Gina S. Washington
July 1, 2015
Examination of Clinical Psychology
Clinical Psychology Theory
Psychology itself involves many theories, outcomes, and studies involving behaviors. Clinical psychology involves licensed individuals who use their knowledge and expertise of human behavior to address and treat issues or concerns in an individual’s life. Our text describes clinical psychology as “the aspect of psychological science and practice concerned with the analysis, treatment, and prevention of human psychological disabilities” (Plante, 2010, p.7). Clinical psychology is used to treat mental health problems using the scientific method. Clinical psychology has a very diverse history and continues to evolve through research and continually advancing statistics in this field. As this branch of psychology continues to evolve there are many similarities and differences that are shared with many other health professions.
History and Evolution of Clinical Psychology
Though the aspects of psychology have been present throughout our history, the actual field of psychology and clinical psychology was not recognized as a science until the late 1800’s. Psychology became a distinct discipline in 1892 when the American Psychological Association was formed; clinical psychology was named a specialty four years later. In 1896 the first psychological clinic was open in Pennsylvania by Lightner Witmer who became the first psychologist who treated an individual with a problem using his knowledge and understanding of human behavior (Plante, 2010). Though there were some tensions that arose between clinical psychology and psychology, the treatment of individuals continued to grow rapidly. The first formal class involving clinical psychology was taught in 1904 at the University of Pennsylvania. The first edition of the Journal of Abnormal Psychology was later published in 1907. As clinical psychology continued to advance and grow in not only popularity, but also in knowledge and application a set of guidelines were created. These guidelines were created and put into place which then led to the utmost i instrumental training conference in clinical psychology history: Boulder Conference in 1949 (Plante, 2010). There were several guidelines involved but the main principle established was that clinical psychologists need to have a firm understanding and knowledge in both psychotherapy and psychological research; The Boulder Model. This model not only established the importance of knowledge in both areas, but also the education and training needed for adequate preparation in the clinical field of psychology. While psychology of clinical evolved throughout the 1950’s, 1960’s and 1970’s much of Freud and Watson’s theories were used as a foundation to expand on. “The humanistic, behavioral, cognitive-behavioral, and family systems approaches to treatment emerged as compelling and popular alternatives to the more traditional theories and interventions” (Plante, 2010). As clinical psychology continues to advance and shift, James Maddox (2008) believes that a shift toward positive psychology is needed. This ‘positive psychology’ is a perspective that involves human strengths and the relationship with mental health. According to Maddux’s view, “positive psychology would aim to promote health, happiness, physical fitness, pleasure, and personal fulfillment through the free pursuit of chosen and valued goals” (Maddux, 2008, p.68).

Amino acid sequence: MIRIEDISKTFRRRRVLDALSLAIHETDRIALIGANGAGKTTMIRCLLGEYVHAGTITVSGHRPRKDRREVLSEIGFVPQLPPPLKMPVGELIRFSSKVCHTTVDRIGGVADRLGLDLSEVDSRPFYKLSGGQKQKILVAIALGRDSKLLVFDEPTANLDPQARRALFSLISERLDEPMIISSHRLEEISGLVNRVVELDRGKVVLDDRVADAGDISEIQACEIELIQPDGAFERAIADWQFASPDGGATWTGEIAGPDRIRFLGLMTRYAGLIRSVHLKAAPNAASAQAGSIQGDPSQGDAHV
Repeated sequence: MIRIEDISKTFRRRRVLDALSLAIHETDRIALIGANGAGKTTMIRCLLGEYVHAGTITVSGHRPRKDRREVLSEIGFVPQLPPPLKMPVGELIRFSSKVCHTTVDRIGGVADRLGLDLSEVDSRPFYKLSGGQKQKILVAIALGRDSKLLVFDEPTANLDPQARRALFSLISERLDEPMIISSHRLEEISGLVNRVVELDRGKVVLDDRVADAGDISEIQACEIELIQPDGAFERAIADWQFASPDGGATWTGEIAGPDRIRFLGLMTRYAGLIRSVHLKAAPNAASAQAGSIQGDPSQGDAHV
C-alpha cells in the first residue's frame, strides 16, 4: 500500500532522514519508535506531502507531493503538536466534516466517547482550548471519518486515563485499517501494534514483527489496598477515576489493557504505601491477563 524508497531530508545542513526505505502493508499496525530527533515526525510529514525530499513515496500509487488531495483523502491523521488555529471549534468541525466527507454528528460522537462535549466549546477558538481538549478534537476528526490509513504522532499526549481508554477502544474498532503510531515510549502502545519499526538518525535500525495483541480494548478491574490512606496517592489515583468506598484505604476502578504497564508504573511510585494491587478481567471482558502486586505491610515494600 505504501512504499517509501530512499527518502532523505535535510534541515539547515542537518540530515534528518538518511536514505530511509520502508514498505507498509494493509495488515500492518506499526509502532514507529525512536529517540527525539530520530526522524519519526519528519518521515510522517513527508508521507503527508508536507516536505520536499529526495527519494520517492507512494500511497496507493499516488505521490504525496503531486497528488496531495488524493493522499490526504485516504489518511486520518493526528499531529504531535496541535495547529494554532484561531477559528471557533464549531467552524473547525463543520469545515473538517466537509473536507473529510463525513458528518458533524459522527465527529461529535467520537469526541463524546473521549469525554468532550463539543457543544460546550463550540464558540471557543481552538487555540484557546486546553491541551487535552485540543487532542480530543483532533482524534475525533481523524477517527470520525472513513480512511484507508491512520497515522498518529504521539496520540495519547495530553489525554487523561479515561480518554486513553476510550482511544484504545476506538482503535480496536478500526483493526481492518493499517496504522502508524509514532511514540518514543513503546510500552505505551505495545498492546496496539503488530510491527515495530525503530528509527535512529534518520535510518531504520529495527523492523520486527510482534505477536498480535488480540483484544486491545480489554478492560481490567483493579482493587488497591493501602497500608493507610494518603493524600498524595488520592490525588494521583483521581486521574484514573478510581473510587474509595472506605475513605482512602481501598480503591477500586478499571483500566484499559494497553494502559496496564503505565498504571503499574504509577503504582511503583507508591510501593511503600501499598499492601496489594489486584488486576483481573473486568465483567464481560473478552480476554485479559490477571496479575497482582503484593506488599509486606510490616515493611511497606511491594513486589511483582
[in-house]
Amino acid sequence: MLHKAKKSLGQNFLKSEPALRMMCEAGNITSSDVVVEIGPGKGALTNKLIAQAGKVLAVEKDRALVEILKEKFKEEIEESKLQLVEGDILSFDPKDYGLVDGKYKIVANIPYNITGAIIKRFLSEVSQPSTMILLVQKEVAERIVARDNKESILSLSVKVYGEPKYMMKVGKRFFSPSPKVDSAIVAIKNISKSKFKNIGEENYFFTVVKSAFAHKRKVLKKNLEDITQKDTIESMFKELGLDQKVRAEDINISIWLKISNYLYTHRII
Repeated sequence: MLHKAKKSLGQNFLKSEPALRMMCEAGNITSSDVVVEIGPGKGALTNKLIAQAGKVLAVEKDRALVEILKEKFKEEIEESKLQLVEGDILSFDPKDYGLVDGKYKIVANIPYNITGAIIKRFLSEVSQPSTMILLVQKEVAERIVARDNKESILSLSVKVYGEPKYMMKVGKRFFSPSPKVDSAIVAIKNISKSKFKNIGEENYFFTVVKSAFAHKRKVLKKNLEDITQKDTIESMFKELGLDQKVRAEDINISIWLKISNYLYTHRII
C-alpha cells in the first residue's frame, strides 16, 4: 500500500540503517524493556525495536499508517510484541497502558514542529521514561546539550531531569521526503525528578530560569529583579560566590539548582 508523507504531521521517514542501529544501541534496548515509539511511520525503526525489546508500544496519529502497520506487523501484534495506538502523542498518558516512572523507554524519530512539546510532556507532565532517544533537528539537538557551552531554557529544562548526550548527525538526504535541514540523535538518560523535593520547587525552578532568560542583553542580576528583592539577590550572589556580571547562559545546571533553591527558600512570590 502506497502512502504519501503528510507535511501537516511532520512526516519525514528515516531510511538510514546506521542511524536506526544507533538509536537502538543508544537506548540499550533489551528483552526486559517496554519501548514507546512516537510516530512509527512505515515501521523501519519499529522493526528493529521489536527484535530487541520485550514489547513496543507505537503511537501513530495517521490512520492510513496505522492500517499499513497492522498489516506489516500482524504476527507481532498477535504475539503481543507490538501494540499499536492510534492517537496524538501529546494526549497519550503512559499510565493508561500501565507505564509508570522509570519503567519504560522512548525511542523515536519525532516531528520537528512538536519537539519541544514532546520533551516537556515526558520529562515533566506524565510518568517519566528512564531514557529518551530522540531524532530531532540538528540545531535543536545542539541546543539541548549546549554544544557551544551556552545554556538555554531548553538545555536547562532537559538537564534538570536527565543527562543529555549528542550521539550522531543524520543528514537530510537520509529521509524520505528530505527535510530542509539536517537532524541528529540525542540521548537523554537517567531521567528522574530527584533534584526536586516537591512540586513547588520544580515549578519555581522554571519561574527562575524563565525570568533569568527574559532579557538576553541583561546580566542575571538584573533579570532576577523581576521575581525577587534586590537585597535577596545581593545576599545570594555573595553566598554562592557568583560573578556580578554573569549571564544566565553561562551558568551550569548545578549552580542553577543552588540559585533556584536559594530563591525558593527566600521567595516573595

Research and Statistics in Clinical Psychology
Research is the foundation of clinical psychology which involves gaining knowledge on human behaviors in order to aide in the treatment and betterment of individuals lives. Basic and applied research is fundamental in answering important questions about diagnosis, treatment, and general human behaviors (Plante, 2010). When research is involved it allows the psychologists to apply techniques, treatments, and theories with